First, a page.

Your Rights and Protections Against Surprise Medical Bills
For services provided on or after January 1, 2022
What is “Balance Billing” (sometimes called “Surprise Billing”)?
When you see a doctor or other health care provider, you may owe certain out-of-pocket costs, like a copayment, coinsurance, and/or a deductible. You may have other costs or have to pay the entire bill if you see a provider or visit a health care facility that is not in your health plan’s network.
“Out-of-network” describes providers and facilities that have not signed a contract with your health plan. Out-of network providers may be allowed to bill you for the difference between what your plan pays and the full amount charged for a service. This is called “balance billing.” This amount is likely more than the in-network costs for the same service and might not count toward your plan’s deductible or annual out-of-pocket limit.
“Surprise Billing” is an unexpected balance bill. This can happen when you can’t control who is involved in your care – like when you have an emergency or when you schedule a visit at an in-network facility but are unexpectedly treated by an out-of-network provider.
You’re protected from balance billing for:
If you have an emergency medical condition and receive emergency services at a hospital emergency department or freestanding emergency department, the most an out-of-network provider or facility may bill you for such emergency services is your plan’s in network cost-sharing amount (such as copayments and coinsurance). You can’t be balance billed for these emergency services. This includes services you may get after you’re in stable condition, unless you give written consent and waive your protections against balance billing for these post-stabilization services.
In addition to the protections under the federal No Surprises Act, the state in which you receive services may have protections that apply to your visit. Under NY law, if your NY insurance card says “fully insured coverage” you can’t give written consent and waive protections against balance billing for post-stabilization services. Pennsylvania limit the amount an out-of-network provider and facility can bill you for emergency services to your in-network cost sharing amount. OR limits the amount an out-of-network provider can bill you for emergency services to your in-network cost sharing amount.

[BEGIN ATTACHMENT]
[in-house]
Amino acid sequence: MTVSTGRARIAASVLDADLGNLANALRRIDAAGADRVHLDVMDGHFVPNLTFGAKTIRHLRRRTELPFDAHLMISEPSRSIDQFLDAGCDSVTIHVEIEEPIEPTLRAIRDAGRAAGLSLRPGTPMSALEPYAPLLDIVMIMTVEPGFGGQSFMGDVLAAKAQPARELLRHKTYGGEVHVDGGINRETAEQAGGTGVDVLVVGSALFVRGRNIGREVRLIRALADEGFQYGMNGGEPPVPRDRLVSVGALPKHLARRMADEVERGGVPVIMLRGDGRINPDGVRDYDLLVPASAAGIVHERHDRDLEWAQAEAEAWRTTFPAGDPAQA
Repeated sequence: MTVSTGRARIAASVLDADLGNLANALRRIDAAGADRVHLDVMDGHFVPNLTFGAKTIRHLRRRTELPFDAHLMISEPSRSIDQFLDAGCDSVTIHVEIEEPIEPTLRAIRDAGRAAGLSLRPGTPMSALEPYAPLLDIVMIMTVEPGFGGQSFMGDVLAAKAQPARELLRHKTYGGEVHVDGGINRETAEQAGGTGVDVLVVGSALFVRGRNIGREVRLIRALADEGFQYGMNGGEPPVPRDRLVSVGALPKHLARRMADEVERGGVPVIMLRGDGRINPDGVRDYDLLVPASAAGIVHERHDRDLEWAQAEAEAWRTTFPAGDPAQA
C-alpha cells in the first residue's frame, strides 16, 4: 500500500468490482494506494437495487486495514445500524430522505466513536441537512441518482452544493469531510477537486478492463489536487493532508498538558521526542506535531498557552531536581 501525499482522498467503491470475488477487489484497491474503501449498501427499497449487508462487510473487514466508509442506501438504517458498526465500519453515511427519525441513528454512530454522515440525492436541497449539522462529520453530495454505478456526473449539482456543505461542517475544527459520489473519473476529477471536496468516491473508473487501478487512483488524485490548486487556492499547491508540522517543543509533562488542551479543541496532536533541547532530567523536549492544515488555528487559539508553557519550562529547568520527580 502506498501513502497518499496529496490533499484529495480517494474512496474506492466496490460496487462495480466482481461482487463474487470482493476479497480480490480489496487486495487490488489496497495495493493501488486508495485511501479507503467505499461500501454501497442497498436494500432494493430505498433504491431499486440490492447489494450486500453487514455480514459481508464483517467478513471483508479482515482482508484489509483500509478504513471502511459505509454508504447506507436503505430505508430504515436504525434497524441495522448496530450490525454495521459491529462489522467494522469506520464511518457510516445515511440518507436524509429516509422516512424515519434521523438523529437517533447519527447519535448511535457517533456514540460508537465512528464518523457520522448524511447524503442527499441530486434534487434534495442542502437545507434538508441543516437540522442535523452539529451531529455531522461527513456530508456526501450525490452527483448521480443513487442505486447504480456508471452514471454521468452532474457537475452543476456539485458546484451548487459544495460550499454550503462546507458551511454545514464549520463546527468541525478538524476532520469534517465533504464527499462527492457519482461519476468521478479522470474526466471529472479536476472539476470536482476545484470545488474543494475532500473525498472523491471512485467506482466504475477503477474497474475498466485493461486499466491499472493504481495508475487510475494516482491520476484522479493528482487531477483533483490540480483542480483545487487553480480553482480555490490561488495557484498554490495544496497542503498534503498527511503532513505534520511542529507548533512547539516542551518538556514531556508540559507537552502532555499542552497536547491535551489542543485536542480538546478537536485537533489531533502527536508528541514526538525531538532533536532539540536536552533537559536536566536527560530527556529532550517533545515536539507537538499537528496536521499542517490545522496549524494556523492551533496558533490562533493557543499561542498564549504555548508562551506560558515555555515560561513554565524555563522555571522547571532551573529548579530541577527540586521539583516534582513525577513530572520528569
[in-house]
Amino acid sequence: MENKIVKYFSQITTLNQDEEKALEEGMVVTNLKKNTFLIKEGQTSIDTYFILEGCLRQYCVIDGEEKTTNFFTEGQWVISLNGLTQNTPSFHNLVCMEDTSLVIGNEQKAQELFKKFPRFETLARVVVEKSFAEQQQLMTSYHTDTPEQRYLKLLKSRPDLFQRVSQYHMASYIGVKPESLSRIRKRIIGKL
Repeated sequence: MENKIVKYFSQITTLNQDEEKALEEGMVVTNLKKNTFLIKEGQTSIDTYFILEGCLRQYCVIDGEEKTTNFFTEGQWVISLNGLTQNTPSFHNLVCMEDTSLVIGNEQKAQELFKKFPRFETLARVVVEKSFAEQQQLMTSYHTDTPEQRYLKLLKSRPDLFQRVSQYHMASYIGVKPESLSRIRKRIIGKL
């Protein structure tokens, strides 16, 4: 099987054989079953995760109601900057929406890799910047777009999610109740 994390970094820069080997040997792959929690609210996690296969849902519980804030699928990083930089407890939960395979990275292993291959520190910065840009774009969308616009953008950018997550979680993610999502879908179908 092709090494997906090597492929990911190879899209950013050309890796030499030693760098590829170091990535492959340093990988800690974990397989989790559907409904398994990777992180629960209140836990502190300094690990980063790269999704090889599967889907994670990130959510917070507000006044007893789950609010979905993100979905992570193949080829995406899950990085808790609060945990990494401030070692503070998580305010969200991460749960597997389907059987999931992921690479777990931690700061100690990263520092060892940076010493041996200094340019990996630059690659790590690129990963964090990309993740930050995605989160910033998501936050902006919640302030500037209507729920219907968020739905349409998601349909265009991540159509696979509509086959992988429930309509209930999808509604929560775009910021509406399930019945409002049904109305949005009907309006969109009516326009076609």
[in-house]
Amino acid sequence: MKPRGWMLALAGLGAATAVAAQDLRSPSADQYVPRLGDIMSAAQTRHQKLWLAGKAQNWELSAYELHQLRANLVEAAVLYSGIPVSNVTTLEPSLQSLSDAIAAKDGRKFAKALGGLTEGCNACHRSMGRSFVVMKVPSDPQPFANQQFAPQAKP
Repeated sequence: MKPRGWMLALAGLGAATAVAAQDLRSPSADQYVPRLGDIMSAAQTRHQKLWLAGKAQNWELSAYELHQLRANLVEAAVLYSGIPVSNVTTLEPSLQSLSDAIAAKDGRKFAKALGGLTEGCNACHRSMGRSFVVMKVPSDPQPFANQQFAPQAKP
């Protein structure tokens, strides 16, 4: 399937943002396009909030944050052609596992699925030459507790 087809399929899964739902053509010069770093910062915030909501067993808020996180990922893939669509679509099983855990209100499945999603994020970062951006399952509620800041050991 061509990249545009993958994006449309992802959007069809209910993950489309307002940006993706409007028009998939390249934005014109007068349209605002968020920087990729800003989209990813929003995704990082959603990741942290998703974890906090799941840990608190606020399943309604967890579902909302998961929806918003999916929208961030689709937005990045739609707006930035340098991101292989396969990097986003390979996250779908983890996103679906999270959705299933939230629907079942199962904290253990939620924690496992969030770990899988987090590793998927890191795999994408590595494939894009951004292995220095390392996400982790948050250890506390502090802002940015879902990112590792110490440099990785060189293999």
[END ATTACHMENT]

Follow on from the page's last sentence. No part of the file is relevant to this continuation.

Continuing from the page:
Certain services at an in-network hospital or ambulatory surgical center
Should you receive emergency medicine, anesthesia, pathology, radiology, laboratory, assistant surgeon, or hospitalist services by Summit Health out of network providers while you are at an in-network hospital or ambulatory surgical center, the most you would be billed is your plan’s in-network cost-sharing amount. These providers can’t balance bill you and may not ask you to give up your protections not to be balance billed.
If you get other types of services at these in-network facilities, out-of-network providers can’t balance bill you unless you give written consent and give up your protections.
You’re never required to waive protections against balance billing. You also aren't required to get out-of-network care, you can choose a provider or facility in your plan’s network.
Please note that under Pennsylvania law if you receive non-emergent services from an out-of network provider or facility, you may be balance billed or you may be responsible for the entire bill. However, you may still be protected under Federal balance billing prohibitions.
If you believe you’ve been wrongly billed, you may contact the Pennsylvania Insurance
Department at 877-881-6388.
You may also file a grievance with your insurance company. If you are unable to resolve your dispute with the insurance company or if you are not satisfied with how they respond, you may file a complaint with the Pennsylvania Insurance Department by visiting this website: (opens in a new tab).
Visit (opens in a new tab) for more information about your rights under Federal law.
Visit (opens in a new tab) for more information about your rights under Pennsylvania law.